Boris Johnson shelves Washington visit after US criticism over Huawei decision
Boris Johnson has cancelled plans to meet President Trump this month, after the US government criticised his decision to let Huawei help build Britain's 5G network.
The Prime Minister had planned to visit Washington in the New Year to meet with Mr Trump, but the visit was postponed to February.
The trip has now been cancelled over worries that Mr Trump will publicly criticise the government’s decision to give Huawei a role in building Britain’s 5G mobile network, according to The Times.
Mr Trump is said to have been “apoplectic” over the Prime Minister’s decision to give the Chinese company a role in the new network.
The cancellation of the trip to Washington could mean that the Prime Minister doesn’t meet with President Trump until June’s G7 summit.
The decision has caused concern with Eurosceptic Conservative MPs, who wanted the government to negotiate a trade deal with the US in parallel with the EU.
Steve Baker, chairman of the European Research Group, said: “We need to be negotiating with the US now.
He told The Times: “I’m concerned that our negotiating mandate isn’t already out there. Time is running out with our best ally as we head to a presidential election.
“There’s a danger of failing to co-ordinate and excessively prioritising the trade deal with the EU. I am concerned to understand why the prime minister is not there already.”
Sir Iain Duncan Smith said to the paper: “Success requires us to run both EU and US negotiations in lock-step. In that case we will be calling the shots. If we do it separately we will have no leverage, the European Union will hold all the cards. We will end up with no deal.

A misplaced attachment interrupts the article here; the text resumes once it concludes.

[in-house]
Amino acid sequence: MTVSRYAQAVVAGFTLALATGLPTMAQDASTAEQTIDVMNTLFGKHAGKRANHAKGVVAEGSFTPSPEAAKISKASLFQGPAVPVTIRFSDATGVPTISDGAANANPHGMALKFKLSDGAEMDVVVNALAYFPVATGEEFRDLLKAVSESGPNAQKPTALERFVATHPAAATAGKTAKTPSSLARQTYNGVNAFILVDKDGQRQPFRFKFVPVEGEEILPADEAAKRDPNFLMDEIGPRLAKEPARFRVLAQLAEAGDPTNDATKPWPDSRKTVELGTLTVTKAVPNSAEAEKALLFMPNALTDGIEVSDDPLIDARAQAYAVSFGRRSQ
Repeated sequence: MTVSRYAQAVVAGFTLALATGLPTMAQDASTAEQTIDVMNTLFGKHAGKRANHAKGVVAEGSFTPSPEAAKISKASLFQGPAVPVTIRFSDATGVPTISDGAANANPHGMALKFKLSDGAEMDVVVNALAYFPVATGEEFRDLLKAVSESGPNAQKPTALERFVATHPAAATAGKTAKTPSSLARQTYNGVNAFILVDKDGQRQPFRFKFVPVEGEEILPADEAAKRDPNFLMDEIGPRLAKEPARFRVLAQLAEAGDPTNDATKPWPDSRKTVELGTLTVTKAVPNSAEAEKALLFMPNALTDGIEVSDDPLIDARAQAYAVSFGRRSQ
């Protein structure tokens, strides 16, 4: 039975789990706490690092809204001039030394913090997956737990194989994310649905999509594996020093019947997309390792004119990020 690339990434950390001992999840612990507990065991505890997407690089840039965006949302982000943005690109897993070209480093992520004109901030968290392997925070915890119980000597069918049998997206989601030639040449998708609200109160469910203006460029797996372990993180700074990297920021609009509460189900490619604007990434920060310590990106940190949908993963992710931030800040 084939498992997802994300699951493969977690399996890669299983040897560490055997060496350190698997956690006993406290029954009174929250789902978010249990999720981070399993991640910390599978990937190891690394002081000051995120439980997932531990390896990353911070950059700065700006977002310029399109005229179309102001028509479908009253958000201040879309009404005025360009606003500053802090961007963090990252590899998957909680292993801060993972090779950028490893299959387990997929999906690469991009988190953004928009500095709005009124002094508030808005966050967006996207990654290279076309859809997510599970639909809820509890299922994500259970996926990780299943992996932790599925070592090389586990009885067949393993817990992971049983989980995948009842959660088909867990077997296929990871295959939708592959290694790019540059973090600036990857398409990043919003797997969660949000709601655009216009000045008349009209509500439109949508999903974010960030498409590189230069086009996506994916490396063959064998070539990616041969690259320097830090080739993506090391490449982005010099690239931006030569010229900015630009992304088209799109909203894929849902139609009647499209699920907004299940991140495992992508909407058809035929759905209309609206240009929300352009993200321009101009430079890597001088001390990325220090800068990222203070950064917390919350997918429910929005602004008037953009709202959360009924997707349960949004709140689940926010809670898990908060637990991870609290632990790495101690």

“Europe has got to understand and believe that we’ve got somewhere else to go and we don’t need them.”
WHITE HOUSE DELEGATION
US officials are set to visit London this week to raise further concerns over the decision to allow Huawei a role in building the 5G network.
Mick Mulvaney, President Trump’s acting Chief of Staff, will lead the White House delegation on Wednesday to “call for the government to change its position”, a source told The Telegraph.
They added: “One thing is on the agenda, and it’s not a trade deal. It’s Huawei.”
Tensions over the decision cooled appaered to cool on Friday, however, as the Trump administration dropped its threat to stop sharing security intelligence with the UK.
Robert B. Blair, a White House advisor, said: “We’ll have to take a hard look at how the implementation of this new policy – and it’s still a policy at this point – will affect our ability to take care of information with them, but there will be no erosion of our overall intelligence sharing operation with the Brits”.